Sunday, November 1, 2015

Un-structuring Word Problems

This year, I have the opportunity to teach two sections of advanced algebra 2.  My colleague, Todd, teaches the other five sections of advanced algebra 2.  Todd is an excellent educator and someone I have already learned a lot from.

We are both fans of Dan Meyer's TED talk and love the idea of un-structuring our math problems as much as possible.  In an attempt to force our students to think about what information is necessary to solve a problem, we've begun to modify a question or two each assignment in this way.

Here's a question found in a typical systems of equations lesson:
(c) Pearson Education 2015 Algebra 2

We give our students this problem instead:

*1.       You are considering renting a car from two different rental companies.  Write a function that shows the cost of renting from each company.  Which one should you choose?  Explain.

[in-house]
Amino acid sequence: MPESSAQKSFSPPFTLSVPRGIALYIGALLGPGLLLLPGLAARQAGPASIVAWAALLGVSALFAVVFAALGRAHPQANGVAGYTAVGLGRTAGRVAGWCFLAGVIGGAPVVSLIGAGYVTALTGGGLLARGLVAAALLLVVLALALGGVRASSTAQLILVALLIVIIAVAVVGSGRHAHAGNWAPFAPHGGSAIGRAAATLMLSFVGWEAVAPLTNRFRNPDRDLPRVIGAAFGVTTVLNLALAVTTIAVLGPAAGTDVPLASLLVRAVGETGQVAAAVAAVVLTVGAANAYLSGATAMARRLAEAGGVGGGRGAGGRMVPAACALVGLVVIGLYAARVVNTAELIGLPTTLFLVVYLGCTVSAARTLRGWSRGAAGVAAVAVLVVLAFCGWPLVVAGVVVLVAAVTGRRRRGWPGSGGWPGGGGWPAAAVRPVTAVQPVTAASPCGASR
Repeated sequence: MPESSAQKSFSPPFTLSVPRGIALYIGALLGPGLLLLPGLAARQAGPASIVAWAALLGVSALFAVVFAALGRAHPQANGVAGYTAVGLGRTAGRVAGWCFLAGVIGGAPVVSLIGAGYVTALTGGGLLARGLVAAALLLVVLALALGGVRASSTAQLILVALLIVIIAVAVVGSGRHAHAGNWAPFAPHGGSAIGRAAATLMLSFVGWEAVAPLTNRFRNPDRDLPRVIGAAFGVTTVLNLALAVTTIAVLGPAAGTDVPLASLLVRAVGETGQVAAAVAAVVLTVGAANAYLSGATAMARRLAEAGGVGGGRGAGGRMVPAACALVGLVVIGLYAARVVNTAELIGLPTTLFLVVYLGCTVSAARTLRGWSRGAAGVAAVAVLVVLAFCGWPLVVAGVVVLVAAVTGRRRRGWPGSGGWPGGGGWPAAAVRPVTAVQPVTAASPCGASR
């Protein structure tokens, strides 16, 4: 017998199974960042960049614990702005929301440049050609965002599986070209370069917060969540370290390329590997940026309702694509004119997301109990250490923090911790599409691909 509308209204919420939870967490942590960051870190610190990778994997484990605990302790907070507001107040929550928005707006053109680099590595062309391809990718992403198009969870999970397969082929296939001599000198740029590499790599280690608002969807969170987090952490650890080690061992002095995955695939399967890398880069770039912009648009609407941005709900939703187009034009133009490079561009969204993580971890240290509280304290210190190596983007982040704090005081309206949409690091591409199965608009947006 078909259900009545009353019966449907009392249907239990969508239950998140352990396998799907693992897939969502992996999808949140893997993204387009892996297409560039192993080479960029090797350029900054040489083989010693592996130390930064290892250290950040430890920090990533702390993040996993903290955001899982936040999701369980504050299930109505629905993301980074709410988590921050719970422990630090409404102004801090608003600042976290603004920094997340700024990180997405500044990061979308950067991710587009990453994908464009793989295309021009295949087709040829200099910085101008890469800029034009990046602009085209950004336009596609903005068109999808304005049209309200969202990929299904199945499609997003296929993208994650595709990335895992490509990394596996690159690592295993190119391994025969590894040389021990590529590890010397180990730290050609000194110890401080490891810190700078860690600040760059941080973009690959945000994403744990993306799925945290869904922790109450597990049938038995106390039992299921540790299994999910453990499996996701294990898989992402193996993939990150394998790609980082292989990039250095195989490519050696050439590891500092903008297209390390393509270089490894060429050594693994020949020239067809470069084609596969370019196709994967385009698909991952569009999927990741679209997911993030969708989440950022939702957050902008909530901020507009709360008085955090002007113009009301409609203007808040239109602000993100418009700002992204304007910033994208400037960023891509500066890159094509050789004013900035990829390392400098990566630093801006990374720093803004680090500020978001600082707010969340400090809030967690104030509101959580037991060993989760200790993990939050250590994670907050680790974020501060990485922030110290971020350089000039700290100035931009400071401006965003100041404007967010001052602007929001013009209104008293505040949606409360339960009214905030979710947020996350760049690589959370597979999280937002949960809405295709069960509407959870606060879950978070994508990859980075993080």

Our students are aware they do not have enough information to complete the task.  Not yet, anyway.
If we assigned this problem on a Monday, students would be expected to think about what information is important and necessary in order to correctly answer the problem.  On Tuesday, to start class, we give students 1 minute to ask anything they want about the problem.   The problem is then part of their homework for Tuesday night and is expected to finished by Wednesday.

It has been interesting to hear some of the questions students ask on problems like this one.  Often times, students ask for the necessary information very quickly and don't ask for anything unnecessary.  There have been times, however, that we get some interesting questions about things that have no effect on the problem.

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